Balancing nature and wildlife of the Appomattox
0 Comments | Progress – Index, The; Petersburg, Va., Aug 13, 2006 | by T DEVON ROBINSON
Editor’s note: Today, The Progress-Index continues its series on the Appomattox River. Each Sunday through August 27, we will examine the many ways that people are connected to the river, from a historical perspective, a current viewpoint and a look to the future. This week: Wildlife and Friends of the Lower Appomattox River. Next week: Lake Chesdin and the Brasfield Dam.
Although the Appomattox River drove the economy of the Tri- Cities for over 300 years, it currently looks nearly untouched by humans.
Where mill wheels once churned, box elders and trumpet creepers dominate the shore. Where hogsheads of tobacco were once loaded, snowy egrets now perch and water moccasins slither.
Through the efforts of the Friends of the Lower Appomattox River (FOLAR) these wild sections will not only be preserved but also enhanced to provide more access.
FOLAR is in the process of establishing blueways (boat routes) and greenways (nature trails) on the river, which will tie into historic sites along the river, parks and established stops on the Virginia Birding and Wildlife Trail, said R. Steve Thomas, an Explorer Scout Troop leader and member of FOLAR.
In the Tri-Cities, the fall line area marks where the majority of costal birds cease traveling west. From near the Brasfield Dam down to the James River and beyond, it is possible to see great blue herons, Canada geese, bald eagles, osprey and snowy egrets. Just east of the confluence of the Appomattox and James rivers, a pair of rare peregrine falcons occupies a nest on the north tower of the Benjamin Harrison Bridge.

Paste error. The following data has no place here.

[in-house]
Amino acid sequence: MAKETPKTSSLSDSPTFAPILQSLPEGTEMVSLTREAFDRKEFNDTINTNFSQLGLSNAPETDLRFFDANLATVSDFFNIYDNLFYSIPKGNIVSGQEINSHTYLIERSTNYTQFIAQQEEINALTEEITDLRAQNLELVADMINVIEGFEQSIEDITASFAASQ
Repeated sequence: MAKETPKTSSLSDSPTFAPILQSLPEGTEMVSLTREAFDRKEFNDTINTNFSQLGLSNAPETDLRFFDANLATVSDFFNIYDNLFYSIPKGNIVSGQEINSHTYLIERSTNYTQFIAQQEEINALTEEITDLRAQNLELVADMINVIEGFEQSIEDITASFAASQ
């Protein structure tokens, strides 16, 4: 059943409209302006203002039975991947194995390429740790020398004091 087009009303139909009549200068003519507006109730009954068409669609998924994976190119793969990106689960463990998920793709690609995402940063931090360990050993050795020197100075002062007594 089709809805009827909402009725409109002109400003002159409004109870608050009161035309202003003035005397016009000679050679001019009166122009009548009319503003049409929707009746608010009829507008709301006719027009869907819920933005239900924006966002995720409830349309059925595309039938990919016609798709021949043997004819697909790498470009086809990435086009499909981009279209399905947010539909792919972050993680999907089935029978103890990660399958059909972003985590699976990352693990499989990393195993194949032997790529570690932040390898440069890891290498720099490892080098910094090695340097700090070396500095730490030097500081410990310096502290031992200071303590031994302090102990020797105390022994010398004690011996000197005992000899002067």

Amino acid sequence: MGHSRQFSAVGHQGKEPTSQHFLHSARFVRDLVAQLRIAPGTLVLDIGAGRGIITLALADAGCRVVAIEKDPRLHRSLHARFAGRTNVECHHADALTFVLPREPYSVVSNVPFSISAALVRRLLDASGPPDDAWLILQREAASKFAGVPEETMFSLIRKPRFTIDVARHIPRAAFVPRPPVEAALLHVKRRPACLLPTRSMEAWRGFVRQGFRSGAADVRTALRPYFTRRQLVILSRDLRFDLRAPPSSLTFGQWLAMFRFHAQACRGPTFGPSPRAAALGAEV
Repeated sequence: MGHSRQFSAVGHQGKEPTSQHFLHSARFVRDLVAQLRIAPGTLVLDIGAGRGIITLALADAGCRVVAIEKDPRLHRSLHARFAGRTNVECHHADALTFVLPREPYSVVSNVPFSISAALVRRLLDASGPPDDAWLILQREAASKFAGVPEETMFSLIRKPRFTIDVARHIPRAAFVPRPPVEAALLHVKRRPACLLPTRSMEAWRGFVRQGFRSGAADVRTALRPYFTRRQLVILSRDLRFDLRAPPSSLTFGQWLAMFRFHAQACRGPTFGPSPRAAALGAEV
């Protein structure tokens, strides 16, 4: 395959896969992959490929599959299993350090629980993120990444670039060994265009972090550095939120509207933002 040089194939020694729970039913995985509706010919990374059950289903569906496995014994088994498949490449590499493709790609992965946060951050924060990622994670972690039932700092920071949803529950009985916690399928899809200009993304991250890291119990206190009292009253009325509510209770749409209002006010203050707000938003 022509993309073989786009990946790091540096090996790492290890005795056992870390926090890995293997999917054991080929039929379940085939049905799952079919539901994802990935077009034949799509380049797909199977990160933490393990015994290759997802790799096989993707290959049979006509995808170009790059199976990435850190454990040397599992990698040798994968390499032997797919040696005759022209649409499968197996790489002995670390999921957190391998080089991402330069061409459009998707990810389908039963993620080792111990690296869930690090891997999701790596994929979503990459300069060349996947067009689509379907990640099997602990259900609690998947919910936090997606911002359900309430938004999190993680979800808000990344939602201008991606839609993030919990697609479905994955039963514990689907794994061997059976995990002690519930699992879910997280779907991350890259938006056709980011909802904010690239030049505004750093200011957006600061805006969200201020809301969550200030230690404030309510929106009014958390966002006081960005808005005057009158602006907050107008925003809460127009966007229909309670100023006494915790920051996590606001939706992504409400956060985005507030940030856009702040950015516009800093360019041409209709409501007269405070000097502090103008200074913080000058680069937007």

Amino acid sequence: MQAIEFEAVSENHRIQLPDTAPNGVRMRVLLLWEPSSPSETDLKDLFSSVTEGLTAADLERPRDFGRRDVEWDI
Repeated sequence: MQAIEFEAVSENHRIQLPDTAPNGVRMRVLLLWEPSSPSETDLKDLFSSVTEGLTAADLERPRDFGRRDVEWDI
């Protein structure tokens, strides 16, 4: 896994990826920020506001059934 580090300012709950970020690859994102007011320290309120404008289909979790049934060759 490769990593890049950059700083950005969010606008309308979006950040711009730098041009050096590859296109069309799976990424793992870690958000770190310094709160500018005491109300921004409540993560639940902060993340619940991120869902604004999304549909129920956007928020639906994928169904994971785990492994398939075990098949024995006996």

There are three designated stops on the trail along the river, Thomas said.
Point of Rocks Park in eastern Chesterfield County offers the opportunity to watch tidal birds along its establish trails near and in its tidal freshwater marsh.
The other river stops include the Appomattox River Boat Launch, accessible from the Chesterfield County side of the Brasfield Dam and the Appomattox Riverside Park.
Along with coastal birds, other birds native to non-coastal areas can be found in the wooded and freshwater areas along the river.
In the river is a wide variety of fish, according to a report from FOLAR. They include resident fish — such as bass, mackerel, catfish and carp — and herring and shad, which migrate to the fall line in the spring.
Along with birds and fish, there are small animals that live in the trees and shrubs in the area. Along the shore, it is possible to spot beavers, rabbits, raccoons and water snakes, Thomas said.
Although there are forests nearby, there is not real threat of coming across larger animals, such as a bear, along the river. The largest animal that may be found at the river is deer and even that is a rarity.
“They’d much rather be in your backyard or your garden,” Thomas said.
– T. DeVon Robinson may be reached at 722-5160.
Copyright c The Progress-Index 2006
Provided by ProQuest Information and Learning Company. All rights Reserved.